Uneasiness about the health of the banking sector has spread from Silicon Valley Bank to other US regional banks, and also across the Atlantic to Europe. This contagion is reminder that fear itself can be a self-fulfilling prophecy. This unfolding stress, plus the ninth consecutive Federal Reserve (Fed) interest-rate increase and the likelihood of more rate increases to come has led to a near freeze in new corporate debt issuance, even for the companies with the highest credit ratings. However, financial markets are essentially pricing in that the Fed is wrong, and that growth will cool and rates will drop by year end. The Fed’s monetary policy plans and the current market outlook are irreconcilable. Which view is right? We gathered four experts across various areas of the financial sector to help to dissect what the risks are and where the opportunities might be. Following are highlights of our discussion. Watch the full replay here.
- The current banking problems are not a repeat of the global financial crisis (GFC), when the bank assets were of low quality. Bank deposits seem to be less at risk, and banking business models have been meaningfully de-risked in the United States and Europe since the GFC.
- The banking system will almost certainly need more oversight and perhaps regulation—much of this will be focused on the regional banks. We continue to see investment opportunities within regional banks, but each bank will need to be evaluated on a case-by-case basis, not as a group.
- The spread between money market fund rates and bank deposit rates has caused many bank depositors to move to money market funds. In order to pull this money back to the banks, commercial paper and Treasury rates (where money market funds typically invest) will likely need to re-adjust downwards and/or banks will have to offer higher rates on deposits. How this gap normalizes will be an important indicator to watch.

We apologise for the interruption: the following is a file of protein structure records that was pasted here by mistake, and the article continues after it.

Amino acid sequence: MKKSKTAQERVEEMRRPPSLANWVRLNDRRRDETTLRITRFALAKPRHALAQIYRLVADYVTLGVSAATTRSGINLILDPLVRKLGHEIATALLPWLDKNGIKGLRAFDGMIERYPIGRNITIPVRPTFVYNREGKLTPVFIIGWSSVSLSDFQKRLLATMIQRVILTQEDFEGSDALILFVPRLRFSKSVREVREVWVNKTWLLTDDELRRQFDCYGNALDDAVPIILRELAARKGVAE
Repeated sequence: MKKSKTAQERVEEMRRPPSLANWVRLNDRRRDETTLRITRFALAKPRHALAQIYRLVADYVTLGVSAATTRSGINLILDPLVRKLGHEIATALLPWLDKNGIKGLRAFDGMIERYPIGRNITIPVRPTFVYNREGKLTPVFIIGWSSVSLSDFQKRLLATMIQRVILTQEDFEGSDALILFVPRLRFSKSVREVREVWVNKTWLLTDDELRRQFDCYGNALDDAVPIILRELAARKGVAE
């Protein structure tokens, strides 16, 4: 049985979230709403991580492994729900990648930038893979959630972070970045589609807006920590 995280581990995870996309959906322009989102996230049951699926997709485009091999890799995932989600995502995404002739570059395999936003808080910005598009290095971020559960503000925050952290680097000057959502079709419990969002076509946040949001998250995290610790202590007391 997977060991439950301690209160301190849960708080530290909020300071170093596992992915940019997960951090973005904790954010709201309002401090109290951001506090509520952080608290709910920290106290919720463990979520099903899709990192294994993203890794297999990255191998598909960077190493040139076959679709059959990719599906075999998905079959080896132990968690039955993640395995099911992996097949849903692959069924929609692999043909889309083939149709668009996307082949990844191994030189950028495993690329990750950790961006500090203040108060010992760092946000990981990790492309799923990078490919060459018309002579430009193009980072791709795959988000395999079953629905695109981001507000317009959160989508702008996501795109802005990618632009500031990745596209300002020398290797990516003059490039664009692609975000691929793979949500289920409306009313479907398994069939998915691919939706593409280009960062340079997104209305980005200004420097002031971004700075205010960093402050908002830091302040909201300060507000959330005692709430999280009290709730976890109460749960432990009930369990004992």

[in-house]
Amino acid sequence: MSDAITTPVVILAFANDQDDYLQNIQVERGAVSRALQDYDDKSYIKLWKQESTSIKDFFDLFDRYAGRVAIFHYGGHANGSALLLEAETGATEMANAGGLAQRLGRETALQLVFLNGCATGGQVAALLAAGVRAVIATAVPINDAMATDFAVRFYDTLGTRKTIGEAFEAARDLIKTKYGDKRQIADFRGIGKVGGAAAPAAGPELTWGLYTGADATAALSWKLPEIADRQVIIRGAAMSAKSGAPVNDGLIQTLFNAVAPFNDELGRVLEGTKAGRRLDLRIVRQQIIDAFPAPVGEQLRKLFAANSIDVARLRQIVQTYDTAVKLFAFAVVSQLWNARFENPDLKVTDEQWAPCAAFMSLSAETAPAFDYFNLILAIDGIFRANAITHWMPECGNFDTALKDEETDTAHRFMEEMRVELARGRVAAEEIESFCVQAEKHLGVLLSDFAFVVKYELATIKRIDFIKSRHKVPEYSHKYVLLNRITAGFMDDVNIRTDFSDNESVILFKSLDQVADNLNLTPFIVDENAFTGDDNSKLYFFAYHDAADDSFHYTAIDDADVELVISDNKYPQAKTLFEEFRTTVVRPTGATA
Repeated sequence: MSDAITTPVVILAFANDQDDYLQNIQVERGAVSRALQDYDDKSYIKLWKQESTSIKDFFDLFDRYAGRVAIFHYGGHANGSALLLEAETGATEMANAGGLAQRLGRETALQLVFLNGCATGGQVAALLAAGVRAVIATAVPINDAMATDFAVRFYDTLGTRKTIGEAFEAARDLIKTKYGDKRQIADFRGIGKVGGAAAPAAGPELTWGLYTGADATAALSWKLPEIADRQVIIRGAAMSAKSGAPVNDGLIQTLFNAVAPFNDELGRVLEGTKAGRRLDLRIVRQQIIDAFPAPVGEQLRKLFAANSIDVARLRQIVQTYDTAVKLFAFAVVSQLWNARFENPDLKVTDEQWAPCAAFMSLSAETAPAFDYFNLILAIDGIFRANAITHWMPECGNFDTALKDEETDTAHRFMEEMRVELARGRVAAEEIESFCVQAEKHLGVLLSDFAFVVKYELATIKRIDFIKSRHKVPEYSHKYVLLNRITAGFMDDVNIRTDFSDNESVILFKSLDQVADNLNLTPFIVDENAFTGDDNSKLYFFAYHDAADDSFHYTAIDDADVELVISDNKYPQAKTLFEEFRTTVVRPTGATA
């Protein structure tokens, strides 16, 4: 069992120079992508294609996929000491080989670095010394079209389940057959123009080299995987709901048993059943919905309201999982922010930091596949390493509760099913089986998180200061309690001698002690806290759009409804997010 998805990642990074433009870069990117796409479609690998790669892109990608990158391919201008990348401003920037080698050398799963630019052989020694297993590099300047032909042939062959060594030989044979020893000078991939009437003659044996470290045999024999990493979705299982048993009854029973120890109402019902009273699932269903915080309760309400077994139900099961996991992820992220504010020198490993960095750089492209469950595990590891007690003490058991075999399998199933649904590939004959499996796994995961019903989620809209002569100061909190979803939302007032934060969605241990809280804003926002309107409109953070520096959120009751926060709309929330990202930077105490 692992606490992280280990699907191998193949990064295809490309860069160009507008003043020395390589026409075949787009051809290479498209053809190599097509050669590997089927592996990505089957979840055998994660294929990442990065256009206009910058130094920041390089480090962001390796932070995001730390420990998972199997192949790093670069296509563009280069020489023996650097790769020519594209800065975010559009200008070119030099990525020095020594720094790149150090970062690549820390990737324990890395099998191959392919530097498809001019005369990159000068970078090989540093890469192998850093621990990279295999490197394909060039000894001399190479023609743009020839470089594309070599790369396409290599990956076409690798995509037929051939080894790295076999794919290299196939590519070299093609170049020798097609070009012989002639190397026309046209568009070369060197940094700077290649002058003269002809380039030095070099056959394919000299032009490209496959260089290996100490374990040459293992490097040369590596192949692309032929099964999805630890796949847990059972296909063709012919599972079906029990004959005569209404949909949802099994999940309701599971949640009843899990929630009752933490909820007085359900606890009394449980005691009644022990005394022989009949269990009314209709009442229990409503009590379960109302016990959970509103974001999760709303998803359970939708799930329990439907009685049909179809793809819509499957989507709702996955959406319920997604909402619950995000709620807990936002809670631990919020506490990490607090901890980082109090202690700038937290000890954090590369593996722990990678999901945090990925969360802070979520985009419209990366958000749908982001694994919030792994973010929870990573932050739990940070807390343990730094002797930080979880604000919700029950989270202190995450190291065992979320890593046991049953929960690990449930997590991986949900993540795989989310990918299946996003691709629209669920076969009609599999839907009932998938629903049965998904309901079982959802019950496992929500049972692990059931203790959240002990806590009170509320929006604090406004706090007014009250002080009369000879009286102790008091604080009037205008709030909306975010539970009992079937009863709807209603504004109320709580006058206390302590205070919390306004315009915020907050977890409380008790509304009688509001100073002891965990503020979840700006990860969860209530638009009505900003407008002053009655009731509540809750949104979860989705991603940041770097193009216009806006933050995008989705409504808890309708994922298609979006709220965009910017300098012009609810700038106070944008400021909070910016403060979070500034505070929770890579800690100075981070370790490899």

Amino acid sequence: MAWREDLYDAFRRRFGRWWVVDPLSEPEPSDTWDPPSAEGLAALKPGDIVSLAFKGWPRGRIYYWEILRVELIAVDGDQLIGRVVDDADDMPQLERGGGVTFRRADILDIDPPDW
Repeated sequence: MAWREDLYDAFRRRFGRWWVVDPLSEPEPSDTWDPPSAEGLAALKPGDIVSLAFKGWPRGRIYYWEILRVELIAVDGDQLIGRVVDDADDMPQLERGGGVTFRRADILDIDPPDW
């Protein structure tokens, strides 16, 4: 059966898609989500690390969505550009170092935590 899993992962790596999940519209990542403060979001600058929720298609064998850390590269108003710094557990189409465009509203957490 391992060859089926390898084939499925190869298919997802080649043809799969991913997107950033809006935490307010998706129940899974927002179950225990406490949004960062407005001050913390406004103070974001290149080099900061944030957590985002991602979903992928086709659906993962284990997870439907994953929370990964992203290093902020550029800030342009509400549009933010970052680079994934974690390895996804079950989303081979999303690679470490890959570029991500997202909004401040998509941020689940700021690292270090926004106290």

- Private credit will likely be one of the beneficiaries in the aftermath of the regional banking crisis, replacing some of the current regional bank loans. The Additional Tier 1 bonds (AT1 or preferred1) of Credit Suisse were devalued causing disruption in this market. This may be an area of investment opportunity as the AT1 (preferred) debt of larger banks remains high quality.
- Longer term, there may need to be a re-evaluation of the regional banking model in the United States, which could lead to higher credit spreads, fewer services (aka, no more free checking, rewards, etc.), and shifting more interest-rate risk to borrowers through a reduction in fixed-rate loans.
We want to thank Miguel del Gallego (Senior Research Analyst, ClearBridge Investments, US Financials, Regional and Small Banks), Ivor Schucking (Research Analyst, Western Asset Management, US Financials), Bill Zox(Co-Portfolio Manager, Brandywine Global, High Yield and Corporate Credit Strategies), and Muhammad Waqas (Benefit Street Partners, Senior Research Analyst, Financial Services) for their participation in the discussion.
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1. An AT1 is a form of Contingent Convertible (CoCo) bond which a bank struggling financially does not have to repay.